Cleopatra held it up, and one could see her face clearly through it. “Am I not too fair for that?” she asked worriedly.

The seamstress came around the table and put her hand on Cleopatra’s waist, feeling the shape of her body beneath the loose chiton, squinting into her face gravely. “You’ll need a wig, but the queens of old always wore wigs. That’s the way it was done then. Half of it’s jewelry and bearing, Princess.”

Cleopatra nodded seriously. “Do you think I’m pretty enough?”

The seamstress looked her up and down, while the others hastened to assure Cleopatra that she was a vision of loveliness. “You could be taller,” she said critically. “You’ve got nice eyes, but the Ptolemy nose is unfortunate on anyone. Good skin. Nice hair, though a bit average. A good figure, though not enough breast to really shine. I can do something with you.”

“Good,” Cleopatra said. “Because you’re now the Royal Seamstress. After you’ve finished fitting me, I want you to do some clothes for my handmaidens. I think they’ve got nothing but the chitons on their backs.” She looked at me and Iras through the crowd of merchants pushing one cloth and another, over the three other seamstresses exchanging distressed glances. “Pick out whatever you want. Anything. Your word is enough for them.” Then she looked at the disgruntled seamstresses. “You’re going to attire the rest of my household. Come back tomorrow and Charmian will have my Major Domo for his fitting, and others that I require.”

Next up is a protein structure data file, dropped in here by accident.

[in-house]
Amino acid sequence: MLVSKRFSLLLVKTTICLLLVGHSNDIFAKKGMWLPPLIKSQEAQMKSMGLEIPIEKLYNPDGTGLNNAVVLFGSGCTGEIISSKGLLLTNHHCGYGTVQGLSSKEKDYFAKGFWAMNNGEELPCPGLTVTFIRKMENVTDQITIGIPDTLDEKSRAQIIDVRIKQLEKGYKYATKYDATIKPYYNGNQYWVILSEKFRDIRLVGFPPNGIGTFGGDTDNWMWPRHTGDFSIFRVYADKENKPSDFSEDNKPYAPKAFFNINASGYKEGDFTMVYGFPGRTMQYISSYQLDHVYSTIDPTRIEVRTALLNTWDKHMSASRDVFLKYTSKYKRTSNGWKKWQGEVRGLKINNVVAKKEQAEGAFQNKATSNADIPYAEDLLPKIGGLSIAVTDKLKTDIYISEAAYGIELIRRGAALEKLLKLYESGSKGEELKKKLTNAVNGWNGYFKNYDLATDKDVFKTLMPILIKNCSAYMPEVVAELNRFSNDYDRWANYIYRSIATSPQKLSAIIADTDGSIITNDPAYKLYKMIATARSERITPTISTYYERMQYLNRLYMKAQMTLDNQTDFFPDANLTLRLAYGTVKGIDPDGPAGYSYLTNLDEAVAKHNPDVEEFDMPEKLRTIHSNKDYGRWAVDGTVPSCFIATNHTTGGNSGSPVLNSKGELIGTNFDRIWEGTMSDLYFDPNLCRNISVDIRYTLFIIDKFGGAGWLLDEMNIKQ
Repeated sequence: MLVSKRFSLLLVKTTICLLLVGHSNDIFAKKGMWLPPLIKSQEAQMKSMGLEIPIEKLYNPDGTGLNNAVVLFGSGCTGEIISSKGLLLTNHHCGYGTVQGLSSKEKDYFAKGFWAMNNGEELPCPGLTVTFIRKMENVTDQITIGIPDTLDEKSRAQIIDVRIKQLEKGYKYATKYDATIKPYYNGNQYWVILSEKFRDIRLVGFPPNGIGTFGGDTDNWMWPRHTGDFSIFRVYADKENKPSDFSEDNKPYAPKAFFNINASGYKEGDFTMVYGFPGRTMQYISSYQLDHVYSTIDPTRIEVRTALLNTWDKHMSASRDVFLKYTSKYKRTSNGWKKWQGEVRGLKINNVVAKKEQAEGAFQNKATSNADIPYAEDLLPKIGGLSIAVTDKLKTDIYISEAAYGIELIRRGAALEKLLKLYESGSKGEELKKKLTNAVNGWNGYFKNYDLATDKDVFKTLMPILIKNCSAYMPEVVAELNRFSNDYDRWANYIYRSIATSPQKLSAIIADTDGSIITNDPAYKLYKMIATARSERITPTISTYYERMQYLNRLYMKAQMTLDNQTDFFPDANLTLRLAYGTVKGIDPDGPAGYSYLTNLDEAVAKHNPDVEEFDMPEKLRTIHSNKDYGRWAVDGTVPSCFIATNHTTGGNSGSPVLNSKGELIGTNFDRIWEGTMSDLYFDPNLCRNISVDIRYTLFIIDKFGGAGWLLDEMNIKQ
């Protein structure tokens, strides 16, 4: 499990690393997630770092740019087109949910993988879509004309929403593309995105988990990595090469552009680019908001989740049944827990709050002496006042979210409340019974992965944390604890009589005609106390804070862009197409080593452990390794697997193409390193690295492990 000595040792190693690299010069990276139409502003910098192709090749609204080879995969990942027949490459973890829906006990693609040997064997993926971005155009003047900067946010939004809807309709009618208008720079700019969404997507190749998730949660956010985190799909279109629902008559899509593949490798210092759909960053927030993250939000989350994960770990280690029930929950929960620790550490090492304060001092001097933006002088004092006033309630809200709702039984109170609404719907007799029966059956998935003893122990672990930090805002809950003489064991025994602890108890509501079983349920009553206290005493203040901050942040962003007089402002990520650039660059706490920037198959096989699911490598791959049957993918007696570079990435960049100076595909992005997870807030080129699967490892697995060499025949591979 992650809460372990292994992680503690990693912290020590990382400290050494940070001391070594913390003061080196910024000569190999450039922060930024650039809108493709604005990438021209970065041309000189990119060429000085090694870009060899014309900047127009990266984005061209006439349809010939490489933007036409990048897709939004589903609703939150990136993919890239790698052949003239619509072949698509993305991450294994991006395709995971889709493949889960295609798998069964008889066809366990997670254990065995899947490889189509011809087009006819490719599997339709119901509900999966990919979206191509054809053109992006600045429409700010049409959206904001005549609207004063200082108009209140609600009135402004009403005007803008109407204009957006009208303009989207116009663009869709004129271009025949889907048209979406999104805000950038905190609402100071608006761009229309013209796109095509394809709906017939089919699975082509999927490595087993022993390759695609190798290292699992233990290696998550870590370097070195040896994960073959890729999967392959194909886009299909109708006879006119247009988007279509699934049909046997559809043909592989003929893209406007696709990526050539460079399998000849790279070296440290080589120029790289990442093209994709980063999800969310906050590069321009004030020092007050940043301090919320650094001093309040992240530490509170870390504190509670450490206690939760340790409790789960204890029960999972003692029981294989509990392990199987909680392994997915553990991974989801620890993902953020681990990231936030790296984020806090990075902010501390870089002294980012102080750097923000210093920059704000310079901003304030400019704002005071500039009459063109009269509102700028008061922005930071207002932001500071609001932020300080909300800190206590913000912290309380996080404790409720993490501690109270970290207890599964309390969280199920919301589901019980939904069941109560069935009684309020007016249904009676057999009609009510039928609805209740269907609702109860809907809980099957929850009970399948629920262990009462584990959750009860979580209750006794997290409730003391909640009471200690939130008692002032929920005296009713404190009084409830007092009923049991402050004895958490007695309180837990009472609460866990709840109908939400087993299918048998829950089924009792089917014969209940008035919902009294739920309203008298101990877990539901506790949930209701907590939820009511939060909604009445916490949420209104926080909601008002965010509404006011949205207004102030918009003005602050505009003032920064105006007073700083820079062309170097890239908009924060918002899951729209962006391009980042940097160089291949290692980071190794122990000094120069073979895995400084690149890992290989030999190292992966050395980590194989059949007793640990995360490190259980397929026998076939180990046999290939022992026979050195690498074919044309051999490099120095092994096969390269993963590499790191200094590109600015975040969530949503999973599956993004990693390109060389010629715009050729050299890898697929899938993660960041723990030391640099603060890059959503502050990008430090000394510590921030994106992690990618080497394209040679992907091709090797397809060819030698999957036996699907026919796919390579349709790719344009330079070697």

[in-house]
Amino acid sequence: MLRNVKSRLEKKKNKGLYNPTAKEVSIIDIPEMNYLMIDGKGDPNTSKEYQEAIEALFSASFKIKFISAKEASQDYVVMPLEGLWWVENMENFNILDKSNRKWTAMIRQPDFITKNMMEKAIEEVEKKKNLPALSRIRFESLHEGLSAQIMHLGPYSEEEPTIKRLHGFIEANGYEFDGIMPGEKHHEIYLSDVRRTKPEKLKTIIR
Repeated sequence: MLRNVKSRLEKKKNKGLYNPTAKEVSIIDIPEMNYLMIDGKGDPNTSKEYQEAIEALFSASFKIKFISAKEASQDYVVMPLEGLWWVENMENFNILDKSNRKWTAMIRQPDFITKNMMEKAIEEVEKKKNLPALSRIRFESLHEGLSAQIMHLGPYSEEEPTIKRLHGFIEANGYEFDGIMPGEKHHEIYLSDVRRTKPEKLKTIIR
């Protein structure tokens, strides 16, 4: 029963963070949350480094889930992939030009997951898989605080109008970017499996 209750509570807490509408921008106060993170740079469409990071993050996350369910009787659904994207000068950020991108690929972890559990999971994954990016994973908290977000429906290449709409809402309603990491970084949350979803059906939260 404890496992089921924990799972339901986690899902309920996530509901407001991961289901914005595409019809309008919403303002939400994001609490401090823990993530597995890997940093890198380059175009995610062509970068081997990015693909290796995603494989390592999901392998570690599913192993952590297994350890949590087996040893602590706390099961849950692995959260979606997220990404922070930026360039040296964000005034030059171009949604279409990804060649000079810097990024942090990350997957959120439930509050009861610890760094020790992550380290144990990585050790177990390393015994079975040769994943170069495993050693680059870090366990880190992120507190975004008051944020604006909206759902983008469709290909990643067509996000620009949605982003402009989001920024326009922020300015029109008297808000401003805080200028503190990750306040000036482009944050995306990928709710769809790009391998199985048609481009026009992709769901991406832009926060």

They moved toward the door, and Cleopatra smiled at the seamstress with what was for once a genuine smile. “Let’s pick out some cloth.”

“I like this pink from Hyderabad,” I said, lifting a length. It was thin silk shot through with gold thread, a dark saturated pink like real roses. It would make her skin glow.

T
HAT AFTERNOON
Dion turned up. Pharaoh’s guards called me over to the door to identify him as he stood behind crossed spears in the outer corridor. I almost didn’t recognize him.

“Dion?” I said doubtfully.

The boy I remembered from three years before was gone. He was seventeen now, and seemed to have shot up two handspans, tall and thin. He wore a neatly trimmed dark beard around the edges of his chin, and his short dark hair fell in endearing curls over his forehead. He was, I thought, breathtakingly handsome.

“Charmian!” He pushed past the guardsmen and embraced me like a kinsman. The top of my head barely reached his chin. He smelled like incense and old scrolls. His beard was scratchy against my face as he kissed my cheek. “It’s been so long. You’ve missed a lot of plays.”

“I imagine I have,” I said. Dion felt wonderful pressed against me. I had never thought he might. Before I had time to decide exactly what I thought, he let go much too quickly and stood back, grinning.

“Do you still want to learn Aramaic?” he asked.

“You know I do,” I said. His grin was catching.